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Two in trouble for missing Supreme Court hearing

The State Bar Court, asked by the Supreme Court to help sort out whether two attorneys who didn’t show up for a scheduled hearing should be held in contempt, found that one lied and both shirked their ethical duties.

After a two-day hearing in April, bar court Judge JoAnn Remke concluded that RAUL AGUILAR [#56419], a San Francisco lawyer and party to the case in question, “lied in a number of statements he made to the Supreme Court” and failed to show respect to the court. Further, she found, ALLEN KENT [#39717], who resigned his position as Aguilar’s chief litigator the week before he was to argue the case, did not fulfill his professional obligations as attorney of record when he failed to show up for the hearing.

The case in question was the result of an arbitration dispute between Aguilar and his former divorce attorney (see Ethics Byte column). Oral argument was scheduled for Feb. 10, but no one appeared to argue Aguilar’s side.

Aguilar, 62, said he planned to apologize to the justices at an order to show cause hearing a month later, but changed his mind under aggressive questioning by Chief Justice Ronald George. Remke said she believed he lied at that hearing.

Kent, 64, worked for the Aguilar and Sebastiani firm for 11 years before Aguilar gave him a memo in early February outlining a series of complaints about his work and telling him his salary would be reduced by $25,000. On Feb. 5, Kent left the office, turning in his keys and business credit card.

Kent had been Aguilar’s lawyer throughout the arbitration case and had given Aguilar an outline of his planned oral argument in early January. When the Supreme Court filed its calendar in mid-January, Kent notified Aguilar that there was a conflict with another hearing that he subsequently rescheduled.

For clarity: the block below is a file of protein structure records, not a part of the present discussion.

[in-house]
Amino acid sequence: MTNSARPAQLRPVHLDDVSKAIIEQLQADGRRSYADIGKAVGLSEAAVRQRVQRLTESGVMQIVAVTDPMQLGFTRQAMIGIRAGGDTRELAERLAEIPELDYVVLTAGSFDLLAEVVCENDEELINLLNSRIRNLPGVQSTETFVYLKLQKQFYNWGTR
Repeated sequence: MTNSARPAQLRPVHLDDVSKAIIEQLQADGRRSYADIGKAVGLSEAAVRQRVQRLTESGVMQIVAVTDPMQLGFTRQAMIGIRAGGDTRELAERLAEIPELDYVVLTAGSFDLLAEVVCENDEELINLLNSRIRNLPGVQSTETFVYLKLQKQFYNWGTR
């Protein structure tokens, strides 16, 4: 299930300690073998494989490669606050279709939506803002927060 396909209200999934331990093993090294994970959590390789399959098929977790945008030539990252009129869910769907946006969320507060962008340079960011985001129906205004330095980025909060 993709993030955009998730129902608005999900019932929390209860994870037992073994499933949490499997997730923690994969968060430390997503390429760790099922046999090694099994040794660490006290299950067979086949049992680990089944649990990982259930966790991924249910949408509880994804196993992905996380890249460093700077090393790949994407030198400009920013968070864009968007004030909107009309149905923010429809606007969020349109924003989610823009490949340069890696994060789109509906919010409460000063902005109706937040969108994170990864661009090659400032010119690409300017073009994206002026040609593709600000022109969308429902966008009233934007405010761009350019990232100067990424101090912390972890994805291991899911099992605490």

At about the same time, Aguilar learned that a judgment for almost $500,000 had been entered against him in a dispute with his landlord and all the firm’s funds held in non-trust accounts had been attached. As a result, he was under severe financial pressure, and, he testified, was distracted from his legal work.

The Supreme Court hearing was placed on the firm’s calendar and Remke found that Aguilar saw the schedule prior to Feb. 5. When Kent left the firm, he told an associate about the oral argument scheduled for Feb. 10, but Aguilar told the associate they did not need to appear.

Prior to the hearing, neither Aguilar nor Kent informed the court that Kent was no longer employed at the firm or that he would not appear for oral argument. When court administrator Frederick Ohlrich reached Aguilar on Feb. 10, Aguilar said twice he was unaware his case was scheduled that day.

Aguilar then wrote a letter to the Supreme Court Feb. 11, saying he was unaware of the date or time of the oral argument and was not familiar with the scope of the issues in his case. Remke said both statements were lies, as was an assertion by Aguilar that he had not discussed his case with Kent.

In addition, Remke said Aguilar lied when he told the chief justice at the order to show cause hearing in March that he did not know the case was scheduled for oral argument Feb. 10 and that documents reflecting the calendar did not cross his desk. Further, she said, Aguilar lied to both George and Justice Joyce Kennard when “he repeatedly claimed that he was not involved in resolving the scheduling conflict” between his case and another set for the same day.

Remke said there was no conclusive evidence that Kent lied in any statements he made to the Supreme Court, and she attributed the inaccuracies in his declaration to “imperfect memory” and to the fact that Kent did not have access to his files after he left the Aguilar firm.

Nonetheless, she found that even though he no longer worked for Aguilar, his ethical responsibilities remained and he should have taken steps to protect his former boss. He remained Aguilar’s attorney of record and should have filed either a substitution of attorney or a motion to withdraw as counsel, Remke said. Kent violated professional rules by improperly withdrawing from representation, she concluded.

Remke found that Aguilar also breached his ethical duties by not replacing Kent as his attorney in the Supreme Court case. “Aguilar knew of Kent’s departure and the need to take immediate action to handle his cases,” the judge wrote. “In fact, Aguilar was aware that oral argument . . . had been scheduled and would take place in five days after Kent’s departure. Yet, he did nothing.”

His conduct, she concluded, breached his obligation to maintain respect to the Supreme Court.

Aguilar and Kent were ordered by the Supreme Court to respond to Remke’s findings by the end of May.

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